International Franchise Association

Matt Haller, President and CEO

Local franchise businesses continue to recover at accelerated rates when compared to non-franchise counterparts. While the labor shortage remains a challenge across all sectors, franchising continues to provide a pathway to opportunity for experienced entrepreneurs and people just entering the workforce. Today, franchise firms report sales employment opportunities greater than their non-franchise counterparts.

As the economy continues to recover and the American people become more comfortable with the new normal, franchise brands are positioned to be employers of choice and an entrepreneurial engine for growth and jobs.

According to a recent study, franchise firms pay higher wages and are more likely to offer benefits—including health insurance and paid sick leave—than their non-franchise counterparts. Franchise workers are also promoted to managerial positions at higher rates.

The franchise business model helps aspiring entrepreneurs go into business for themselves. Nearly one-third of franchise owners say they would not own a business without franchising. Women and first-time owners are even more likely to state that the franchise opportunity was critical to their ability to launch a small business.

Following two years of pandemic, franchisee satisfaction is at an all-time high as a direct result of the training and guidelines provided by franchisors to help their local partners manage uncertainty. With approval ratings ranging from 80 – 90%, franchisees enjoy being part of their franchise organizations (88%), respect their franchisor (85%) and would recommend their franchise to others (80%).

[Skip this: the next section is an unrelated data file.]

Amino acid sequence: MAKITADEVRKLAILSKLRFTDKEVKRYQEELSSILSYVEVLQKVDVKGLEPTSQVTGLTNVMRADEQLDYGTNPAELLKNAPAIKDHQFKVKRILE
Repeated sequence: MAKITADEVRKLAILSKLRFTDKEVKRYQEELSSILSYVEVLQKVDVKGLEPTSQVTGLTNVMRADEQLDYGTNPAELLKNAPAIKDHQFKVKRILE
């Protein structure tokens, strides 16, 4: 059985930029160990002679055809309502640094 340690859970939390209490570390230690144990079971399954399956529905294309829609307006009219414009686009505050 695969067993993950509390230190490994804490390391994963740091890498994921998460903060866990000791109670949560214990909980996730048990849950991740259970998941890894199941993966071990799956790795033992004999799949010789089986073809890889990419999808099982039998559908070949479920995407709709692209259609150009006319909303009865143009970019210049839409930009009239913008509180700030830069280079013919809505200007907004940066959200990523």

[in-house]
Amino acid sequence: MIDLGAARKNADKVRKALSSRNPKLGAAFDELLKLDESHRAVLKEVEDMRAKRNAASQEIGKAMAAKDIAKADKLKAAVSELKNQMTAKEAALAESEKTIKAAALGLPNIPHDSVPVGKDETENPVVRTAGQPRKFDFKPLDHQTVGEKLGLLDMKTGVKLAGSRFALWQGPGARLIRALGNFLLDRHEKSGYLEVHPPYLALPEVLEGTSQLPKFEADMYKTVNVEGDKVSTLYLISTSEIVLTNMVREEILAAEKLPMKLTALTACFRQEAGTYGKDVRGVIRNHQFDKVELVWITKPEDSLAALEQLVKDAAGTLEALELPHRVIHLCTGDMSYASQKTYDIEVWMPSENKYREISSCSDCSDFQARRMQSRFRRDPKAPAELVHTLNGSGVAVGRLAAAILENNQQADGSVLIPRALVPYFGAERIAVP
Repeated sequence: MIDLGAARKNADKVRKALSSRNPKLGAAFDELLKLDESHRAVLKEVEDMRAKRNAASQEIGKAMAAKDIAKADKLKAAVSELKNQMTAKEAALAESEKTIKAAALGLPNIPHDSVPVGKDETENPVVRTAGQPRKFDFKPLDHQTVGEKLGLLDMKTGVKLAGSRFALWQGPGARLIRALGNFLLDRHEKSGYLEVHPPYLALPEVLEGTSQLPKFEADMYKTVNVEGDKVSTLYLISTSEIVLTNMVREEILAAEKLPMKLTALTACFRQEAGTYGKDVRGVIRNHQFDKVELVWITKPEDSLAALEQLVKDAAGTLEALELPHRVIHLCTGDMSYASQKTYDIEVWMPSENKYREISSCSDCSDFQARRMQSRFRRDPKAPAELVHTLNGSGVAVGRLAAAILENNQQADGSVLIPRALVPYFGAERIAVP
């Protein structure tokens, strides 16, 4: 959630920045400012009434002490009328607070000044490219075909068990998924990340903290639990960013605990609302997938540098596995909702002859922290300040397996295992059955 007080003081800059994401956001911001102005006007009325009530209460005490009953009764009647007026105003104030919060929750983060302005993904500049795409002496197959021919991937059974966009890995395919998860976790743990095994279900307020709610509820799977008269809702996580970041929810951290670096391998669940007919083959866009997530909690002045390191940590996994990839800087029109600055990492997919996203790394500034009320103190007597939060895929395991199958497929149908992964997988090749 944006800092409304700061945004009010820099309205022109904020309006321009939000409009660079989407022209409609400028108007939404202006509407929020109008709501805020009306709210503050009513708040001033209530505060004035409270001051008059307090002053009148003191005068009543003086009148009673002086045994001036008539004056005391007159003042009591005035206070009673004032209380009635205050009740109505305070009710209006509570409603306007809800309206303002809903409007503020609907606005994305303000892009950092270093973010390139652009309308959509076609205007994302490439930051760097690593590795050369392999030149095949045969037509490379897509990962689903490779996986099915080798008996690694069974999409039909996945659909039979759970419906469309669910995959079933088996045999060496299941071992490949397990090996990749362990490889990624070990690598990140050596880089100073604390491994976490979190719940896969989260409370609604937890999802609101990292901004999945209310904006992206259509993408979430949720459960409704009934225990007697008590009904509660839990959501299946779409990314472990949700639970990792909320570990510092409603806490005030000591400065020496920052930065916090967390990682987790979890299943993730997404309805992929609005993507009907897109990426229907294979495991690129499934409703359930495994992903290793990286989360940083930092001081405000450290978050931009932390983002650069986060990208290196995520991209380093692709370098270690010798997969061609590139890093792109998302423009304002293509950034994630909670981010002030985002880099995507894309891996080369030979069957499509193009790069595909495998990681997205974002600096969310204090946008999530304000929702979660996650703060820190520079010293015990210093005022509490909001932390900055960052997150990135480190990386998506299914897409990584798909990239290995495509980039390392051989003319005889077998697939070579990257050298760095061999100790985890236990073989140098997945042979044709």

Key Takeaway

  • According to a recent IFA study conducted in partnership with Oxford Economics, franchises report sales 1.8 times as large and employ 2.3 times as many people as non-franchise businesses.


Jeanne Sheehy, Chief Marketing Officer

Association Management Companies (AMCs) who serve the non-profit community with consulting, outsourcing and management solutions, were able to effectively meet the changing demands of the market during the last year and a half. AMCs quickly scaled appropriately to transition in-person meetings to virtual offerings, supported new revenue streams with advanced technology solutions, and provided adaptable staffing needs to align with a volatile climate. Although associations were challenged with the loss of revenue in conferences and in-person programming, the speed at which those offerings could be reimagined allowed many AMC clients to not only weather through but thrive with new, digital product and service strategies.

AMCs are facing a strong growth outlook based on several factors. Workforce issues such as employee retention and the demand for changing skillsets to provide new products and services in a highly digital landscape, make AMCs a valuable resource for trade groups and professional societies to consider. AMCs also offer greater stability and growth for associations according to the AMC Model Performance Study from the AMC Institute.

And finally, the number of association CEOs that will be retiring or looking for solid succession planning options with their boards will create more demand for AMCs to provide the flexible management support needed.

Key Takeaway